picture window. The Unit 2 penstock collapsed and destroyed everything around it.1

Having no penstock to contain it, Lake Sayano-Shushenskoe started emptying into the powerhouse. Units 3, 4, and 5 were still generating power, but they could not do it correctly while under water. The main transformer exploded, sending 40 metric tons of cooling oil, mixed with highly toxic polychlorinated biphenyls, down the Yenisei. The overhead crane wrenched loose from its rails and crashed through the floor, followed by the ceiling caving in on the only units left running. In a matter of seconds, a sweetly running hydroelectric plant was reduced to a twisted mass of water-soaked wreckage. Pieces were scattered hundreds of feet away, and the once-beautiful powerhouse looked as if it had been crushed under a giant’s foot and then ground up just to make a point. After weeks of searching, the remains of 74 workers were

found in the ruins. One was never found, making the toll 75.

The potential power of a simple mass of water is amazing, particularly when it is leveraged by a 636-foot drop. In a few moments, a placid lake of life-giving water had killed 75 people, destroyed a large power plant, and contaminated the drinking water for everyone downstream with a virulent carcinogen called PCB. In 1986 it would take the Chernobyl-4 RBMK nuclear reactor several weeks to end the lives of 54 men. Both power plants had been built about the same time, and both were the pride of Soviet technological advancement.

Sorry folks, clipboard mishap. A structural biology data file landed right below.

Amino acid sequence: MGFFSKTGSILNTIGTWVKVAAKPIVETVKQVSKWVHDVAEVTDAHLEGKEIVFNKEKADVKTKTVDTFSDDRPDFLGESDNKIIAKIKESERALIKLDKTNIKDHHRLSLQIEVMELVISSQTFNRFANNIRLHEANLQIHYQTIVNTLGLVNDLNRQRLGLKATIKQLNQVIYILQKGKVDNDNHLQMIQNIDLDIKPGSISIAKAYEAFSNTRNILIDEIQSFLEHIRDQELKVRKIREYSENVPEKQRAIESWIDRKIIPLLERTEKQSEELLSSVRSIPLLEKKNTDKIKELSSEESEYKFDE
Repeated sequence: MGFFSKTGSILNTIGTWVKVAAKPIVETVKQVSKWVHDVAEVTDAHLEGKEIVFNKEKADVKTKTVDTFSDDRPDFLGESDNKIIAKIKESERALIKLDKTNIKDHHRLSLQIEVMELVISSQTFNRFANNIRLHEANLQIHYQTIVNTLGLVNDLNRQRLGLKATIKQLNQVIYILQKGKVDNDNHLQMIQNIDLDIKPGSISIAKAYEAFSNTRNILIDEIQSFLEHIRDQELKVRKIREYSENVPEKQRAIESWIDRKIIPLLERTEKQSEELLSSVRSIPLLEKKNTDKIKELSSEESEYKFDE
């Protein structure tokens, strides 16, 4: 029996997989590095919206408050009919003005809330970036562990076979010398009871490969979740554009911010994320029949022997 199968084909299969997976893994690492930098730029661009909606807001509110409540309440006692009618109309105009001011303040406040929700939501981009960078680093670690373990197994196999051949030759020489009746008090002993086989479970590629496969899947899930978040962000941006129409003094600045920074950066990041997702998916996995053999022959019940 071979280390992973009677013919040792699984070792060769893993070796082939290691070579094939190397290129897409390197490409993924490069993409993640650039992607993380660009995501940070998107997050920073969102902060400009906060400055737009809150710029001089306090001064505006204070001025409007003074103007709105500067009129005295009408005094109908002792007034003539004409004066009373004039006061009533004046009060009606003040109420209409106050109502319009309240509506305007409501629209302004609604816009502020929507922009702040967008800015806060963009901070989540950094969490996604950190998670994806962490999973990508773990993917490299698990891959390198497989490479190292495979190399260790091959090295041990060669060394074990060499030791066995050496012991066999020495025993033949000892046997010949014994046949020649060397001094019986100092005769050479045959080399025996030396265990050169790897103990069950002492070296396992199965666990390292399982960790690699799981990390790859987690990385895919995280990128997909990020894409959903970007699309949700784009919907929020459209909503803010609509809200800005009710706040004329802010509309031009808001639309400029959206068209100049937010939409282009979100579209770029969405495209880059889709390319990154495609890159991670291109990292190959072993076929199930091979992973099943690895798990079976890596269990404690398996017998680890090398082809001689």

The problem of water inappropriately forced on a large power plant would come up again, this time in Japan in 2011. We now call this incident “Fukushima.”

1 This is one of three possible explanations for the Sayano-Shushenskaya Dam disaster, and it is my favorite. The official report on the accident, released on October 3, 2009, concludes that six bolts holding the cover on the generator were missing (only 49 were found), and excessive vibration caused the cover to fly off. Maybe. You say you didn’t hear about this on the news? At the time, a popular singer named Michael Jackson had died from the improper use of an anesthetic, and the world was too spellbound to consider any other disasters.